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{¶ 12} On October 10, 2000, Stacy filed a complaint in the Court of Appeals for Clermont County for a writ of mandamus to compel cross-appellants, hereafter collectively referred to as "board," to reinstate him to his position as mechanic, honor his statutory employment contract, and award him both back pay and lost benefits. Stacy claimed that the judgment in OAPSE collaterally estopped the board from contesting Stacy's right to reinstatement, back pay, and lost benefits.

{¶ 13} On March 11, 2002, the court of appeals denied the writ. The court of appeals concluded that Stacy had waived his right to reinstatement and back pay because he had voluntarily retired.

{¶ 14} On December 4, 2002, we reversed the judgment of the court of appeals. State ex rel. Stacy v. Batavia Local School Dist. Bd. of Edn., 97 Ohio St.3d 269, 2002-Ohio-6322, 779 N.E.2d 216 ("Stacy I"). We held that although collateral estoppel did not preclude the board from contesting Stacy's entitlement to the writ, the board's actions in abolishing his mechanic position, laying him off, and contracting out his job to Laidlaw were prohibited by R.C. 3319.081. Id., ¶ 20. We further held that "Stacy's August 1998 retirement was involuntary because it was precipitated by the board's illegal actions." Id., ¶ 30. We remanded the cause for issuance of a writ of mandamus to compel the board to reinstate Stacy to his former position as a mechanic and for the court of appeals to resolve Stacy's claim for back pay and lost benefits. Id., ¶ 31-32.

{¶ 15} Pursuant to our order, the board notified Stacy to report for work on December 23, 2002. On that date, Stacy reported for work and was advised by a board employee that he could not work his old hours because the board had hired a mechanic for that time and that his new hours would be 5:30 p.m. to 2:00 a.m. He was further advised that his new duties could consist of fueling, sweeping, mopping, and washing the buses and notifying other employees of any defects he discovered when driving the buses to get gas. He was not permitted to perform his old duties of maintaining and repairing the buses. According to board employees, Stacy was not allowed to perform his previous maintenance duties on the buses because of concerns about the poor condition in which he had left the buses when he retired. The board acknowledged, however, that there was nothing in Stacy's personnel file indicating that Stacy had poorly performed his maintenance duties while employed by the board.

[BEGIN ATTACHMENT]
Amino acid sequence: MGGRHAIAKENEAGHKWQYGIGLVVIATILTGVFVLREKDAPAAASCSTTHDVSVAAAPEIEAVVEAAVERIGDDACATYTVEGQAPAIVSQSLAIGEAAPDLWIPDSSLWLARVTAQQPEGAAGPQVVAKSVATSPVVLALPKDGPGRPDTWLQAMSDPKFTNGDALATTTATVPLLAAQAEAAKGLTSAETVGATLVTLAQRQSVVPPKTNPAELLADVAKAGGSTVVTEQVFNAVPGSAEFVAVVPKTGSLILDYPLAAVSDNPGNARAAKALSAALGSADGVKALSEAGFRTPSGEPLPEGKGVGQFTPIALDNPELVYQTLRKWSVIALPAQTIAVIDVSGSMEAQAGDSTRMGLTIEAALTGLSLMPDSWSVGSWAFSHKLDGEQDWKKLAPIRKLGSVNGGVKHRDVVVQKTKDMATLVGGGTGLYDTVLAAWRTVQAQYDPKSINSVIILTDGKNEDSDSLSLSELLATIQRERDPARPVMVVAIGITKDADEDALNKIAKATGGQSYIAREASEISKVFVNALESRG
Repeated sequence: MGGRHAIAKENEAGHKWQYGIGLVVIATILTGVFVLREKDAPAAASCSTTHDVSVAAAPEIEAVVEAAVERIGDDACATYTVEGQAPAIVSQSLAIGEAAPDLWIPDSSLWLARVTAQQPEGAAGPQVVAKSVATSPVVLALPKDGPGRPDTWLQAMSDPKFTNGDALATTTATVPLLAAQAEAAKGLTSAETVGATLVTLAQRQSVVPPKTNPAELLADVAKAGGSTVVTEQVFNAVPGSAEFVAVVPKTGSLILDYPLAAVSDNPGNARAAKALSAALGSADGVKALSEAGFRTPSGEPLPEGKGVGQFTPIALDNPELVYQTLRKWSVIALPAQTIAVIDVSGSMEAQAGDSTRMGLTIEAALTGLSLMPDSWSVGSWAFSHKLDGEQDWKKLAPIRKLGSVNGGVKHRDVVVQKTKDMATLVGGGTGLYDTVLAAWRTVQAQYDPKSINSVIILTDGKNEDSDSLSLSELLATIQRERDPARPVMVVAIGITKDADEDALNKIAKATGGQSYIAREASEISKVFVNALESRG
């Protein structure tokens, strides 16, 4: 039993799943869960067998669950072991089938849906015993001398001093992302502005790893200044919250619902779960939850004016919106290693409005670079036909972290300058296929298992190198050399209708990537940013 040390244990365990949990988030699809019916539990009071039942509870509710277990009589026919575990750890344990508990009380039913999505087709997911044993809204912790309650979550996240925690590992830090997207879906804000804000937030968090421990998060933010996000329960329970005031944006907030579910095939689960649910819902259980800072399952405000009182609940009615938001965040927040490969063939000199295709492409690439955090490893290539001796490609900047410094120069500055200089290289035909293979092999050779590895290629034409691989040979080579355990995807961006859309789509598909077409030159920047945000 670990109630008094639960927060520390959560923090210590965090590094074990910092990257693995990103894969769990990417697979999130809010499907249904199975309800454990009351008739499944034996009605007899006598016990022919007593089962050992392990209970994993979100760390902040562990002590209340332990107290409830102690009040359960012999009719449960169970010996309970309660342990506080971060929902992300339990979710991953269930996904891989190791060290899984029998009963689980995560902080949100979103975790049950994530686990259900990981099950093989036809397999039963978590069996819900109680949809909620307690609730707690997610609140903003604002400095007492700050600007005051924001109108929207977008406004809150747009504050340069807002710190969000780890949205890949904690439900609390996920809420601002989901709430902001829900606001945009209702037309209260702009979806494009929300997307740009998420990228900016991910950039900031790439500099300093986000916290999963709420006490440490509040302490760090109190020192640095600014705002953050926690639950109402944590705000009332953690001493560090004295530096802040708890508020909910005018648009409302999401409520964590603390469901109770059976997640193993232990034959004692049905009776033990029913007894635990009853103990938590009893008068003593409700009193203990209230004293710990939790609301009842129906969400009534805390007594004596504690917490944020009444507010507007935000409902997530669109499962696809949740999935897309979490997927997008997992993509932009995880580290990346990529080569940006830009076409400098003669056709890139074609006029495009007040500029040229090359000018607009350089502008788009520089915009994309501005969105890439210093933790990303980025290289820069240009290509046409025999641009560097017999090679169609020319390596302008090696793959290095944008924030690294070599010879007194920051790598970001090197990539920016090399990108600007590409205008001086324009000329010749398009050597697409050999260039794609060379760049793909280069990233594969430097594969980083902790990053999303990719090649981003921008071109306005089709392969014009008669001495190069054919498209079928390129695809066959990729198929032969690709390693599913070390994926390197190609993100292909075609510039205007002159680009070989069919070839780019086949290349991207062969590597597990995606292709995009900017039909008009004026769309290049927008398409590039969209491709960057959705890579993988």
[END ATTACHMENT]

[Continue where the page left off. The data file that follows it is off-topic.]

{¶ 16} On December 27, 2002, Stacy injured himself while fueling buses. Stacy returned to work on January 6, 2003, and worked until January 9, 2003, when he alleged that the back pain from his injury forced him to leave work.

{¶ 17} On remand under our order, the court of appeals granted Stacy leave to file an amended/supplemental complaint. In his amended/supplemental complaint, Stacy requested a writ of mandamus ordering the board to (1) reinstate him to his former position as a mechanic, (2) award him lost back pay and benefits, (3) prohibit the board from retaliating against, discriminating against, or terminating him for improper reasons, (4) award him costs and attorney fees because the board's refusal to reinstate him and pay him his back pay was frivolous conduct under R.C. 2323.51, and (5) award him compensatory and punitive damages...